Their wedding in 1819 was perhaps the first of its kind in the United States: the union of deaf man and a deaf woman.
When Laurent Clerc agreed to travel to America in 1817 to help Thomas Hopkins Gallaudet learn sign language and establish a school for the deaf, he made it clear he would be returning to France in 1820. That changed when he met 23-year old Eliza Boardman, one of his first students at the Connecticut Asylum for the Education and Instruction of Deaf and Dumb Persons in Hartford. By 1818, they were betrothed.
The news of their engagement was not met with universal joy. Gallaudet himself opposed the match. Conventional wisdom held that the deaf should not intermarry. Eliza nor Laurent were not congenitally deaf, but most people of the era assumed that deaf parents would inevitably produce deaf children. There was also a question of logistics: how could a deaf mother ever tend to the needs of her children?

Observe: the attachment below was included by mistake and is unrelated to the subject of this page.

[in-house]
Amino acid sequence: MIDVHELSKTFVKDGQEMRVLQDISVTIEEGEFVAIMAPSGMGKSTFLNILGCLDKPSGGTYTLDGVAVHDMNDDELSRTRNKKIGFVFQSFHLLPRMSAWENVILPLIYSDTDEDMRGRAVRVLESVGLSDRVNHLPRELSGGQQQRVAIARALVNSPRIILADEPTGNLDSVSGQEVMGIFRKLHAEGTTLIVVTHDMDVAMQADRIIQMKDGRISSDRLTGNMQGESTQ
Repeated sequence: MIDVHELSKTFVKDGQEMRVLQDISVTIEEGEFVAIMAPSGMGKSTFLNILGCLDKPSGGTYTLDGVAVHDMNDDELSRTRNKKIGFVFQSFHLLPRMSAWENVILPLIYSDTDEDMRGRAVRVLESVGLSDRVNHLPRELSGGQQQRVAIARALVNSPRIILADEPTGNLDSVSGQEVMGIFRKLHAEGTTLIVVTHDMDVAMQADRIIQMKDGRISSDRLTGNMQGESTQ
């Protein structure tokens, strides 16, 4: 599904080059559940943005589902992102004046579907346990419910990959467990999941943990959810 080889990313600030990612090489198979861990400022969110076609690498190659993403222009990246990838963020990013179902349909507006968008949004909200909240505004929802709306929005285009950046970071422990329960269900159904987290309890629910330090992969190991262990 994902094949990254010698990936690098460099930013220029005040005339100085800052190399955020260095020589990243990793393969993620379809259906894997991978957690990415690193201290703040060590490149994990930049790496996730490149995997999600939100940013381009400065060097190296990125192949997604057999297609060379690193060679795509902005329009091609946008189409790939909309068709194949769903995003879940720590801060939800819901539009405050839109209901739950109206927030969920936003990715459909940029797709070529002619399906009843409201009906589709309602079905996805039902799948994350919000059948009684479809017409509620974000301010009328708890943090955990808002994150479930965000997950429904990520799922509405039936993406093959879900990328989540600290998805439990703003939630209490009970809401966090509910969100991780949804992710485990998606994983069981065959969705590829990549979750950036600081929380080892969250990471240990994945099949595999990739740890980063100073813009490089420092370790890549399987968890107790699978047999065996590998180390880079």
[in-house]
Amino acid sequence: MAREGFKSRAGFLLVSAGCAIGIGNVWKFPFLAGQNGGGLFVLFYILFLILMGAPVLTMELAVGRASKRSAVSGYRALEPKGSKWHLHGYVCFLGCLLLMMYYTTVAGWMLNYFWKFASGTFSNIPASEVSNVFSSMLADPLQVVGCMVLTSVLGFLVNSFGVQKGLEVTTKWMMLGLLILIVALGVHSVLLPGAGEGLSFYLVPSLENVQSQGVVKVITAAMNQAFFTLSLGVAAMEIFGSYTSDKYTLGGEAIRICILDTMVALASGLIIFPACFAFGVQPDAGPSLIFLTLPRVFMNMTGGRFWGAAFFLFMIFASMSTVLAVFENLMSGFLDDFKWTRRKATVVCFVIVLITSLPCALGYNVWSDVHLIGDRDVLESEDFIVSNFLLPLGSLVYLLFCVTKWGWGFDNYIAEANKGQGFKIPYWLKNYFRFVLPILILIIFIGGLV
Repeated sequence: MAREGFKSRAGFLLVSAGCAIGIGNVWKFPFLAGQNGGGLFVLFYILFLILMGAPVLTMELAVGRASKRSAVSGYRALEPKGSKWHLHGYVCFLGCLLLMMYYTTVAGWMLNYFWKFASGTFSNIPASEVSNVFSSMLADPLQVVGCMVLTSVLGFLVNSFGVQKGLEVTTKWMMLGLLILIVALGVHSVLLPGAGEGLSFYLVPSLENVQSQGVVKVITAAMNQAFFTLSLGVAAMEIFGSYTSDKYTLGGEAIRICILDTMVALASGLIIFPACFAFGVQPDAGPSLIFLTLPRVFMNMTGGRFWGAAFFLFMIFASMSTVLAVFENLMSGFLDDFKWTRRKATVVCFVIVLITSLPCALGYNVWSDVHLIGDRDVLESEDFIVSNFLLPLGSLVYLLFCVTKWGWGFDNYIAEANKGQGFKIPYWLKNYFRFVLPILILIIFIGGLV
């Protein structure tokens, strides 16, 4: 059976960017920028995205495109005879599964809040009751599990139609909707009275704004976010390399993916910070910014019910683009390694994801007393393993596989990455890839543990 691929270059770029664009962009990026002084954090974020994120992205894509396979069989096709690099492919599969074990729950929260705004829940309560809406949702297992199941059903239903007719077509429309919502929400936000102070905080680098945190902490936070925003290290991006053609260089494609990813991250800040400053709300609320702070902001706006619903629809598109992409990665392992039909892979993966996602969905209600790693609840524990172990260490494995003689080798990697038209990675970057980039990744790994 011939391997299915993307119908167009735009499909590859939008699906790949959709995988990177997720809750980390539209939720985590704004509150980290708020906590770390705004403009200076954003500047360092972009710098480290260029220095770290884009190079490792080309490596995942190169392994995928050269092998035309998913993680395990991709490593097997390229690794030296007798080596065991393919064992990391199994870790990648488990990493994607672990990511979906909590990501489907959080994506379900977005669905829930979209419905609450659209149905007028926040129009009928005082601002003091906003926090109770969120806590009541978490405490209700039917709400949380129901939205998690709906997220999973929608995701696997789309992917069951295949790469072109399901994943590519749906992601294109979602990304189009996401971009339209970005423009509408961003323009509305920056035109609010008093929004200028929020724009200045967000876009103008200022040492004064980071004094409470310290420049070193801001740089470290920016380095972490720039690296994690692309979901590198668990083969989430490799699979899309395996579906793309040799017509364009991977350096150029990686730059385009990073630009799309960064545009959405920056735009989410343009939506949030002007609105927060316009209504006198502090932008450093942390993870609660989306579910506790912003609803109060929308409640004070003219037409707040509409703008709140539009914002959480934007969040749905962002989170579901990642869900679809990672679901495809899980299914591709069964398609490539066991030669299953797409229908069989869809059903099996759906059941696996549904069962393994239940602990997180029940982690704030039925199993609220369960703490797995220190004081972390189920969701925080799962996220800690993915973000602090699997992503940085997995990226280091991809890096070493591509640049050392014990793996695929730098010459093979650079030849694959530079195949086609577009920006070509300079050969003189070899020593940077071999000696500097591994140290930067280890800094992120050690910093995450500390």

Quite well, as it turned out. Eliza and Laurent had six children, all born with normal hearing. The two were married for fifty years – just a normal, pleasant couple who happened to communicate through sign language.
In 1822, they both sat for their portraits with the great Charles Wilson Peale. Eliza could have easily chosen to let her deafness be invisible. Instead, she decided to immortalize her role as a deaf mother, her daughter Elizabeth on her lap, her right hand signing their shared initial.